0
$\begingroup$

I have a point at (4,6) and a line defined by points (-7,9) and (10, 9). How would I find the shortest distance between the point and the line, without converting each into linear equations?

https://imgur.com/a/FUbGMJn

$\endgroup$
  • $\begingroup$ Welcome to Math.SE! Please read this post and the others there for information on writing a good question for this site. In particular, people will be more willing to help if you edit your question to include some motivation, and an explanation of your own attempts, such as your calculations using the formula $$\operatorname{distance}(ax+by+c=0, (x_0, y_0)) = \frac{|ax_0+by_0+c|}{\sqrt{a^2+b^2}}.$$ $\endgroup$ – GNUSupporter 8964民主女神 地下教會 Apr 28 '18 at 11:21
  • 2
    $\begingroup$ Why "without converting each into linear equations". Its simply $y=9$ $\endgroup$ – lab bhattacharjee Apr 28 '18 at 11:21
  • $\begingroup$ Because I'm doing this in a program and don't have access to writing equations to lines. $\endgroup$ – crazicrafter1 Apr 28 '18 at 11:25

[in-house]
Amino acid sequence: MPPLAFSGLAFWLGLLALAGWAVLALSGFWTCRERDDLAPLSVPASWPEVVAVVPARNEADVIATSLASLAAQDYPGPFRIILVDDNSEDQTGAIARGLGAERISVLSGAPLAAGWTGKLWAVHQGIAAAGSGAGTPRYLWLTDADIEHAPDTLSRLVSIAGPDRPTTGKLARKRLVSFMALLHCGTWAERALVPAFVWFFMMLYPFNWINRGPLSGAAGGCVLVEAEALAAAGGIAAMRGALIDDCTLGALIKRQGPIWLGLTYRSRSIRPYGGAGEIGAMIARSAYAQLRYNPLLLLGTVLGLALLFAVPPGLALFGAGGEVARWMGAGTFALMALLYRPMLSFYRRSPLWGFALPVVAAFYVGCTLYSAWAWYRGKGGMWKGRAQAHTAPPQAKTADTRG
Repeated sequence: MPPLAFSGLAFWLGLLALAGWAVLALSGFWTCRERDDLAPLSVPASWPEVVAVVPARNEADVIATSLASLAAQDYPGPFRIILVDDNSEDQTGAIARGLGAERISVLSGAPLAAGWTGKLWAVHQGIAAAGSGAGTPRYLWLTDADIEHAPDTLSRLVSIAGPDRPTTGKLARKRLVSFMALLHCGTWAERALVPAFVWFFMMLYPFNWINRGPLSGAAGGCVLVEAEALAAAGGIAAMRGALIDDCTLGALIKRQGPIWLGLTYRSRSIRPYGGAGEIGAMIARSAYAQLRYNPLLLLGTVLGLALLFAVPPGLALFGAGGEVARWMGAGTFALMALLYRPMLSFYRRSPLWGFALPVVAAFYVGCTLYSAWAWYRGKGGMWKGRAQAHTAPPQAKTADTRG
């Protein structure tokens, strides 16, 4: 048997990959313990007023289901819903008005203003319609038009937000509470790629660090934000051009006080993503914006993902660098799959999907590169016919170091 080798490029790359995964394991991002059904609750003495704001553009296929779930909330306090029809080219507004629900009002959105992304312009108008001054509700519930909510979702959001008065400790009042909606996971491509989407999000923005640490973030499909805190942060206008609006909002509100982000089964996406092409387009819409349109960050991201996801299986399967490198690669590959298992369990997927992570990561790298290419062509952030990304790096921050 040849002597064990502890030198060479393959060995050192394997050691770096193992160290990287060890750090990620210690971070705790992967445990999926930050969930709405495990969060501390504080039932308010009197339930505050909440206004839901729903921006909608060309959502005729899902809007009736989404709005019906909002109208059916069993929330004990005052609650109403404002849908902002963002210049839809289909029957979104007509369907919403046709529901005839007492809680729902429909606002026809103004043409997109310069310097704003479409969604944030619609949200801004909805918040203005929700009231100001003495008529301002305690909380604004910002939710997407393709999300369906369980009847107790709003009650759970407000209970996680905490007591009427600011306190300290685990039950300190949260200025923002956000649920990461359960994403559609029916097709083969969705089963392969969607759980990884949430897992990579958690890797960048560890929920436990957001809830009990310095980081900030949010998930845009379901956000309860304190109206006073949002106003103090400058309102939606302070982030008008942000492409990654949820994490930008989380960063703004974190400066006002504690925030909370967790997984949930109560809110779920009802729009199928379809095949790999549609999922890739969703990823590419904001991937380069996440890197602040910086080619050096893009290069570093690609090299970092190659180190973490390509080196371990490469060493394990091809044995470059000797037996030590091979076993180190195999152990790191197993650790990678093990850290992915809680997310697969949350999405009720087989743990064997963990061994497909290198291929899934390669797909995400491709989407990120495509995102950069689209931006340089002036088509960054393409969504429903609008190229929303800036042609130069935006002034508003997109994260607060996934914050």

3
$\begingroup$

The area of the parallelogram spanned by points $A,B$ (on the line), and $C$ is $$|(B-A)\times (C-A)|=|(x_B-x_A)(y_C-y_A)-(y_B-y_A)(x_C-x_A)|.$$ If we divide this by the length $\sqrt{(B-A)^2}=\sqrt{(x_B-x_A)^2+(y_B-y_A)^2}$ of its base, we obtain ist height.

So in your concrete example, the distance is $$ \frac{|(10-(-7))(6-9)-(9-9)(4-(-7))|}{\sqrt{(10-(-7))^2+(9-9)^2}}=3.$$

$\endgroup$
0
$\begingroup$

You will Need the Hessian Normalform of the given line: $$\frac{ax+by+c}{\pm \sqrt{a^2+b^2}}=0$$

$\endgroup$
  • 1
    $\begingroup$ Doesnt that use the equations of the line and the point towards the line? $\endgroup$ – crazicrafter1 Apr 28 '18 at 11:24
0
$\begingroup$

Instead of using the equation of the line through the 2 defining points and that of the normal line through the external point, which you then would have to intersect, you likewise could use the equations of the two circles around those points, which define the line, each with radius acording to the extra point, and find the other intersection point. Your dropped perpendicular foot would be the midpoint of those circle intersections.

--- rk

$\endgroup$

Your Answer

By clicking “Post Your Answer”, you agree to our terms of service, privacy policy and cookie policy

Not the answer you're looking for? Browse other questions tagged or ask your own question.